The nonpartisan Cook Political Report out of Washington DC says the race is close enough to be considered a ‘toss up.’ Skelton says recent polls showing a close race don’t concern him.
“No I don’t believe those polls because my poll, which is done by one of the best pollsters in America, shows that I have a comfortable lead,” Skelton said.
Hartzler’s got a similar, but opposite view…
“I think we’re going to see a big change next week. Our polling actually shows us in the lead, fairly significantly, and we believe that we’re just going to continue strong through the finish line next week,” Hartzler said.
Hartzler says the time is right for Republicans to take the 4th District seat from Skelton, because Missourians are fed up.
“Our district is very conservative. We’re a 56% Republican district and here you have our representative taking our vote to Washington D.C. and casting it for Nancy Pelosi for Speaker four times, and then squandering our vote by voting for her agenda 95% of the time,” Hartzler said.
But Skelton says that number is misleading, and he represents his district’s values.
“The biggest vote of the year, of course, was the ‘Obamacare,’ health care bill. I voted against it as well as other measures the party was pushing. I’m a very independent voter and it’s a campaign tactic. It’s just not going to work, because people know I’m an independent voter,” Skelton said.
He says it’s clear what his constituents are concerned about.
“The biggest issue, of course, is the economy. In our district we’re very blessed to have about 40,000 jobs that are dependent on Whiteman Air Force Base and Ft. Leonard Wood and needless to say I’ve been working very hard to not only keep those bases afloat but add to them through the years,” Skelton said.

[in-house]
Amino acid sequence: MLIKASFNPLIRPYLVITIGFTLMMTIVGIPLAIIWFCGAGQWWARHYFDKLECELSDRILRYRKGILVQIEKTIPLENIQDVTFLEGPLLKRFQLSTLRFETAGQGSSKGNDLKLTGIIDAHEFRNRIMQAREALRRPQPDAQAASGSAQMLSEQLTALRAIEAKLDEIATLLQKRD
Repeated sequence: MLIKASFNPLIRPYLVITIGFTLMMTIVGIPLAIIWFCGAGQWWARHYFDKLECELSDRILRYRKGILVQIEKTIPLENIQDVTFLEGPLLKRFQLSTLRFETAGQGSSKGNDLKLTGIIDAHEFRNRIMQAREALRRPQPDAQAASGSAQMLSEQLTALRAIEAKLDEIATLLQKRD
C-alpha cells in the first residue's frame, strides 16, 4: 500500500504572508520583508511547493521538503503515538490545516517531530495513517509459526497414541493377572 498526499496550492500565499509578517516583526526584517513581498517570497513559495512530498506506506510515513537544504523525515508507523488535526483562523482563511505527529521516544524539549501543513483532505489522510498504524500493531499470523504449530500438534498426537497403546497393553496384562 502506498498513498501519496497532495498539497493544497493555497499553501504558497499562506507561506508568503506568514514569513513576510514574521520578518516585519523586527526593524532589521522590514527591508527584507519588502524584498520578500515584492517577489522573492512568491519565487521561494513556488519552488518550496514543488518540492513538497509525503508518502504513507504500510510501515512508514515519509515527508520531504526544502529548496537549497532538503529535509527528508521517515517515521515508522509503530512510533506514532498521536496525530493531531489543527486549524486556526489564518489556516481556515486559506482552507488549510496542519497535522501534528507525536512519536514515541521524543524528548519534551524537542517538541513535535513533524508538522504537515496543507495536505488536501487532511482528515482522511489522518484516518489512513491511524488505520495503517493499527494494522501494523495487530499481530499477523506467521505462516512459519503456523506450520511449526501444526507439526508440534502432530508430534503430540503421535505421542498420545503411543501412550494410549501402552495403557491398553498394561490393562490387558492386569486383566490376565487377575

Hartzler had a similar answer for the question of what issue she thought Missourians put first.
“Jobs. People in the 4th District are hurting. We have almost a 10% unemployment rate in the 4th District and everything they’re doing in Washington is killing jobs. Unfortunately my opponent has enabled and supported all of those initiatives,” Hartzler said.
Should Hartzler defeat Skelton, the state’s military bases would be losing his support as the Chairman of the House Armed Services Committee. He says that would come at an important time.
“Candidates and incumbents are talking about a new base-closing commission. Of course if that happens everything is on the table; every base is on the table. I would be there to protect it. I did that once before when there was s serious threat to close down Ft. Leonard Wood, and I would do it again,” Skelton said.
Meantime, Hartzler says the results of their race won’t impact that chairmanship.
“I believe he won’t be chairman next year anyway, as the Republicans all across the country are expected to take back the House of Representatives. So he won’t be in that position. But yet leader John Boehner, the leader of the Republicans, has pledged that should I win, he will secure a seat for me on that committee,” Hartzler said.
Hartzler says she would be a strong voice for Missouri’s military bases on that committee.
Listen to the interviews below to hear more from each of the candidates. Both candidates voiced their opposition to the health care reform passed this year, and their support for the 2nd Amendment.
They also discussed the tone of the campaign, and gave their impressions of what would happen if the Republicans were able to take control of the House by winning enough seats nationwide in next Tuesday’s election.